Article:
Judge and barrister go toe-to-toe in row over hearing date
Fiery exchanges erupted in the High Court after a barrister accused a judge of having a problem with him, jumping down his throat and making disparaging remarks about him.
The judge, in response, repeatedly accused the barrister of shouting, and at one point said she would rise from the bench to allow him to “cool off”.
The heated exchanges involved barrister Alan Toal and Ms Justice Leonie Reynolds. Mr Toal was representing Samuel Van Eeden, a doctor who was seeking an injunction to stop a Medical Council fitness to practice hearing from going ahead pending the outcome of a constitutional challenge.
The inquiry had been due to start on Tuesday but did not go ahead after Mr Toal applied the day before for a stay. Mr Justice Michael Twomey granted the stay. However, he lifted it four days later, following an application from the Medical Council, and referred the matter to Ms Justice Reynolds to set a hearing date.
At the outset of the hearing, which was held online due to Covid-19 restrictions, Ms Justice Reynolds said she had taken “a brief cursory look” at a Medical Council affidavit.
Addressing Mr Toal, she said: “It is quite clear to me there was a lack of candour in moving the application before Judge Twomey.” The barrister responded: “I disagree vehemently with your assessment, though I am not surprised.” He also said he hadn’t seen the affidavit.
The judge said given the nature of the application she intended to set a hearing date for next week.
Mr Toal objected to this, saying: “With respect judge, I don’t know what your problem is with me, but every time I open my mouth to you, you either jump down my throat or make some disparaging remark in relation to me.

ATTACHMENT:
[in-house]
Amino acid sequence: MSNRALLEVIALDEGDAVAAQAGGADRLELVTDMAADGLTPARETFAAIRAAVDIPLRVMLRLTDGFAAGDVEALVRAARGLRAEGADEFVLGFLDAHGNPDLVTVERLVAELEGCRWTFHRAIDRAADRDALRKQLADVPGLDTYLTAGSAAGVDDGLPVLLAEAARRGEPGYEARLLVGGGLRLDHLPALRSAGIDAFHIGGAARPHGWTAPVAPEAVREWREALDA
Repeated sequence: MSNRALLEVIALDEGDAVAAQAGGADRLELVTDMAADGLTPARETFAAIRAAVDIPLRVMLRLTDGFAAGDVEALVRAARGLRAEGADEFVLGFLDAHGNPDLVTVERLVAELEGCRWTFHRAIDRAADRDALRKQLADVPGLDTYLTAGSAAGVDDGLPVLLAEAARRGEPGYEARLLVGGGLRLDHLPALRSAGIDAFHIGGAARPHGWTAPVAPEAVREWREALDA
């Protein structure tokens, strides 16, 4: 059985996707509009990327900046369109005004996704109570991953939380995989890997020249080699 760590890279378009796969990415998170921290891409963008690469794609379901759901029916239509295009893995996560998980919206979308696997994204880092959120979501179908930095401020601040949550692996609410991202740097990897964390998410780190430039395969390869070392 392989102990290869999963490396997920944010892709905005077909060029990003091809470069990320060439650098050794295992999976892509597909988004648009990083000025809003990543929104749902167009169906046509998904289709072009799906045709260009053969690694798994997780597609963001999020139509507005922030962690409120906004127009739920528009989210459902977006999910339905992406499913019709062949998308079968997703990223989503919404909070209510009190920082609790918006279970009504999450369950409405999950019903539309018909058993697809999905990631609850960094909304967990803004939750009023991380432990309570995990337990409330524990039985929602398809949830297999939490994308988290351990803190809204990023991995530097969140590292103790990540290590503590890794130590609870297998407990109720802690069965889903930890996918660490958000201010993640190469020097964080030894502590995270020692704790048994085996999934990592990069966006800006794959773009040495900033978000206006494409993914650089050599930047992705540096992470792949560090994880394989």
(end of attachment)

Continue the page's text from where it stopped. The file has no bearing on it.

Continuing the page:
“If there is a 25-page affidavit, to put the matter in for hearing next week and oblige me to answer that in the meantime is grossly unfair.” The judge did not accept this and as the exchange continued, she warned Mr Toal to stop shouting.
The barrister denied he was shouting, saying he was only trying to ensure he could be heard.
Explaining the lateness of the stay application, Mr Toal said his solicitor had been ill in hospital with Covid-19. “Do you think there is something funny about this, because I don’t,” he said
Ms Justice Reynolds responded: “Mr Toal I will not have you shout at the court any longer.” The barrister again insisted he was not shouting.
“For the fourth time Mr Toal, I am going to direct you to stop shouting at the court,” the judge said. “I am not shouting,” responded Mr Toal.
The judge said she was going to rise “so Mr Toal has the opportunity to cool off”.
When the court resumed the judge set March 10 as the hearing date.